Some call me "Flem"

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B.S.Ed, M.Ed I'm a passionate, purpose-driven, public school teacher! Here I write about teaching, learning, public education, public schools, the African American experience, and whatever else might come to mind.

Thursday, February 11, 2016

The Importance of The "Pause"

Sometimes I work my own nerves! If we all are honest, I'm sure you could say the same thing.
"Why did I do that?" "I hate the fact that I'm this way!" "Something TOLD me to do such-n-such, but did I? NOOOOOO!!!"

There are also times when I pat myself on the back and say things like, "I'm so glad I ________!"

One thing that I can say about myself is that I love learning. I love to see my growth as an educator. I'm in my 9th year in public schools, but every year I yearn, learn, and love to grow!

One thing I've learned is to simply.......pause.
I pause when I feel I'm getting angry with my students, collect my thoughts and reflect on whether or not there was something I could have done better. Sometimes it's me. Sometimes it's them. But the pause gives me time to quickly ascertain. I'm still growing and don't mean to suggest that I pause all day, every day. But I am learning and growing.

I'm also becoming really patient when my students and I are engaged in some deep discussion. These are discussions that involve them unpacking some truths about the literature, science, history or some concept, regardless of the subject. To see their little lights brighten because I paused, that makes me and them very happy!

They'll tell you that every so often I'll just stop after saying something. Somebody will whisper, "he's letting it sink in!" And that's the company line, "Boys and girls, I'm letting it sink in." And. We. Wait. We. Pause.

The room grows still.
Their thoughts and reflections racing a mile a minute.
You can see it on their faces!

This can be a lesson for all of us. I'll even say it to the kids, "push pause!"

Just stop.
Let it sink in.
Be patient.
Take a chill pill.
We're not in a rush to go no where! (In my finest vernacular)
Woooo saaaaa!!

Monday, February 1, 2016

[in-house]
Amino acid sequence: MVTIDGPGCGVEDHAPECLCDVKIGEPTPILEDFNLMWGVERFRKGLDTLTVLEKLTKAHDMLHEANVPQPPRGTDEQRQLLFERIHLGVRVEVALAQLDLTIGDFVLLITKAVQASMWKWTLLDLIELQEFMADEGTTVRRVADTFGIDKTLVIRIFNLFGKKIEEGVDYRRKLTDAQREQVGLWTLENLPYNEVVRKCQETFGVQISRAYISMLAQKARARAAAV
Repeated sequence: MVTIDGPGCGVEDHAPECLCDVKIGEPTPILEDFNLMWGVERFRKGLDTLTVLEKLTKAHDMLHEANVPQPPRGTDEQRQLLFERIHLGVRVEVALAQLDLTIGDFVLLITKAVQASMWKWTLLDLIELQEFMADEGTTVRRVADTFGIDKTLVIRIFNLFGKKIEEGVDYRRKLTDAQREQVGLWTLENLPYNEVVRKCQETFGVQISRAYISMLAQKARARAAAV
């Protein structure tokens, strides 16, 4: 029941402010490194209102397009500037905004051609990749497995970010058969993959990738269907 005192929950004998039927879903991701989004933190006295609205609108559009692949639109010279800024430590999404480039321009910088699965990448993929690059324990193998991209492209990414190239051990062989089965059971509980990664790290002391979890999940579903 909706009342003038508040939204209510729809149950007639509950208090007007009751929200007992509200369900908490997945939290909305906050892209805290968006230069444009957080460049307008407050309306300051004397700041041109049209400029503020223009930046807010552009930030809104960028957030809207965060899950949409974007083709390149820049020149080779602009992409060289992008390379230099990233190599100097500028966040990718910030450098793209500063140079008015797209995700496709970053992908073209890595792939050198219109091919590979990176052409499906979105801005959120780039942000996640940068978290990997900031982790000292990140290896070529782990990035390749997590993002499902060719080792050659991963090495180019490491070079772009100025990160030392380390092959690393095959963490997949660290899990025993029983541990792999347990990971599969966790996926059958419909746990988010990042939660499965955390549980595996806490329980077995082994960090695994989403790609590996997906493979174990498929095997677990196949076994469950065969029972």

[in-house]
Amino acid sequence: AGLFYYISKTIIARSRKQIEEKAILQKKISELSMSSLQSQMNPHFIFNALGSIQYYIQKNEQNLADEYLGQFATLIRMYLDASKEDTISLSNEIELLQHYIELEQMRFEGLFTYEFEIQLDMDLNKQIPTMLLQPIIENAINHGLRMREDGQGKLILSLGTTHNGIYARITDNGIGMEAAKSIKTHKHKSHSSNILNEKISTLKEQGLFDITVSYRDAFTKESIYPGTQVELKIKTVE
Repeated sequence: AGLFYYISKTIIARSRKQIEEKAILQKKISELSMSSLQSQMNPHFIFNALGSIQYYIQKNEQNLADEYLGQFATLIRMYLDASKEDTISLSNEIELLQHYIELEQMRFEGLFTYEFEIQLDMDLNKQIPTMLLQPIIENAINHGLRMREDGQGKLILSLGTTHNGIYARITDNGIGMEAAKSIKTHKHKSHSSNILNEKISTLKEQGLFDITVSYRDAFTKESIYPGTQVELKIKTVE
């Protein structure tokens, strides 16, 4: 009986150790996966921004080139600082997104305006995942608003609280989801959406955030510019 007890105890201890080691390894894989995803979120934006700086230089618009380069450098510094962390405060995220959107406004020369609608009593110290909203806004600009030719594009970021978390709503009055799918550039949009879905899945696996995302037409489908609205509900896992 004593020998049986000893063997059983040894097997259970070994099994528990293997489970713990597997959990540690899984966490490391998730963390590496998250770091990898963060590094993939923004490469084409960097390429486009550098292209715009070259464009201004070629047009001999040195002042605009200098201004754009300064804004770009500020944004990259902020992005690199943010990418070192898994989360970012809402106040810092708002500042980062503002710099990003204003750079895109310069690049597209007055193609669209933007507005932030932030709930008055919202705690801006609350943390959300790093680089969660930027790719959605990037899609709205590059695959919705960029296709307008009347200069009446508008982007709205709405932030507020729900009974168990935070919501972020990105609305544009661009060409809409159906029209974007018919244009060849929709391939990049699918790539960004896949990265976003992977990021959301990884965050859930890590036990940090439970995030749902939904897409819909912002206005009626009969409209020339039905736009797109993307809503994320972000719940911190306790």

The Power of Words!!

207 is different. Their teacher is different. The experience is different. Everything is just....different.
Different is good. As long as they are learning and as long as the 207 is more than just a room number, but an experience, I'm good with that. I said the same of my former room, 105, when a colleague said, "Flem, YOU are 105! Wherever you go, that's where it is!" So now 207105....

Back to the post...

I love words and I believe I've passed on that love for words and word choice to many of my students. I offer the following two anecdotes as proof:

We've been reading up on and watching Ruby Bridges clips throughout the school year. I taught the kids what federal marshals were. I've also taught them what "truancy" meant and the importance of coming to school and the importance of bringing in notes when they are absent. A kid married the two ideas.

Flemming: So-n-So, do you have a note for your absence?
So-n-So: No. Are the marshals going to get me?
Both: giggle

Earlier in the year, we learned the word "undaunted" as we were ascribing character traits to.....Ruby Bridges, I believe. Ha!

Today, our volunteer librarians provide an interactive read-aloud experience for the kids before they are released to check out two books from the school library. Reading an account of Henry "Box" Brown, one kid offered the word "undaunted" to describe him. The librarian was very impressed. A few kids looked back at me. I grinned from ear to ear in my head and the grin may have escaped out onto my face too. Nicely done young 207er!

Tuesday, January 26, 2016

"Read In" Reviews

Less than an hour ago, I posted what one of my girls wrote about how she felt regarding my 8th Annual Read In.

As I continue to read the papers, I came across additional statements that let me know the experience was hitting home.

"After that we went to lunch. My class was talking about it at lunch."

From another student:

"The Read In was pretty cool. It wasn't as much as I thought though."